The Twentieth Century
Although 20th-century satire continued to register Horatian or Juvenalian reactions to the enormities of an age dominated by fear of the atom bomb and plagued by pollution, racism, drugs, planned obsolescence, and the abuse of power, critics discerned some shifts in its source. In some instances the audience, rather than the artist, became the satirist. Hence the enthusiasm in the 1960s for
camp—defined by Susan Sontag as meaning works of art that can be enjoyed but not taken seriously, even though they may have been created seriously—indeed, works that are enjoyed for the very qualities that make them second-rate. Sontag's examples of
camp include Tiffany lamps, the ballet Swan Lake, and the movie Casablanca. Occasionally the audience was the victim of the satire. The so-called put-on, whether a play (Samuel Beckett's Breath, in which breathing is heard on a blacked-out stage), a joke (Lenny Bruce's nightclub routines), or an artifact (John Chamberlain's smashed-up cars), sought to confuse its audience by presenting the fraudulent as a true work of art, thus rendering the whole concept of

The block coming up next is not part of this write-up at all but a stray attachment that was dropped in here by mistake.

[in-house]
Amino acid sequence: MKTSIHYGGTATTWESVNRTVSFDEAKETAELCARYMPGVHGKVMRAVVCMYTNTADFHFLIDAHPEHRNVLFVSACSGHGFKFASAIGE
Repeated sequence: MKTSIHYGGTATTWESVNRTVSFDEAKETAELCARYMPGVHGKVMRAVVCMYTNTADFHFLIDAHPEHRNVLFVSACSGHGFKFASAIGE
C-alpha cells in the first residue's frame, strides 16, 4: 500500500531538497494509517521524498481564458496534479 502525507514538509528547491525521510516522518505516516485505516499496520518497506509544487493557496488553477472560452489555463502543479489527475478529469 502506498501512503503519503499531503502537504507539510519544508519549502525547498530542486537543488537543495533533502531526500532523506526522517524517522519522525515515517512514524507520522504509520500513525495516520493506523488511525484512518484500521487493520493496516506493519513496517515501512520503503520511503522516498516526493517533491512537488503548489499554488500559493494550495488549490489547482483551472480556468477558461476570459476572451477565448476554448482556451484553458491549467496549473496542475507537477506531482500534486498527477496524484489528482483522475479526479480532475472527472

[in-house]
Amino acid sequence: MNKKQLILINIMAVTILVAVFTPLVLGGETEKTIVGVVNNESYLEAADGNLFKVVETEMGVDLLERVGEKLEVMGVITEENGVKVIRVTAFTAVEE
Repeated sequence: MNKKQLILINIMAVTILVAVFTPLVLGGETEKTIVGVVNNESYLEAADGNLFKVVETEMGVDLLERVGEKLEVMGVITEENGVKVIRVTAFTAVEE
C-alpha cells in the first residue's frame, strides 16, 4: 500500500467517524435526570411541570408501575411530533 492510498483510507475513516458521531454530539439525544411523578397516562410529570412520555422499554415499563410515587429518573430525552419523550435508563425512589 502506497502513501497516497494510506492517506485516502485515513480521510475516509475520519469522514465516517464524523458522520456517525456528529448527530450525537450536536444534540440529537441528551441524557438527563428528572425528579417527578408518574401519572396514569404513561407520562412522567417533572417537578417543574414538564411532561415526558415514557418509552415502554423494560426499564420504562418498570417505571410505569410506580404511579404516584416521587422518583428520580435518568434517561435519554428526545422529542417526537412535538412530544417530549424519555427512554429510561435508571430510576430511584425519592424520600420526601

art questionable. More conventional 20th-century satirists of note were Sinclair Lewis, James Thurber, Aldous Huxley, Evelyn Waugh, W. H. Auden, Philip Roth, and Joseph Heller.
Sections in this article:
- Classical Satirists
- The Golden Age of Satire
- The Nineteenth Century
- The Twentieth Century
The Columbia Electronic Encyclopedia, 6th ed. Copyright © 2012, Columbia University Press. All rights reserved.
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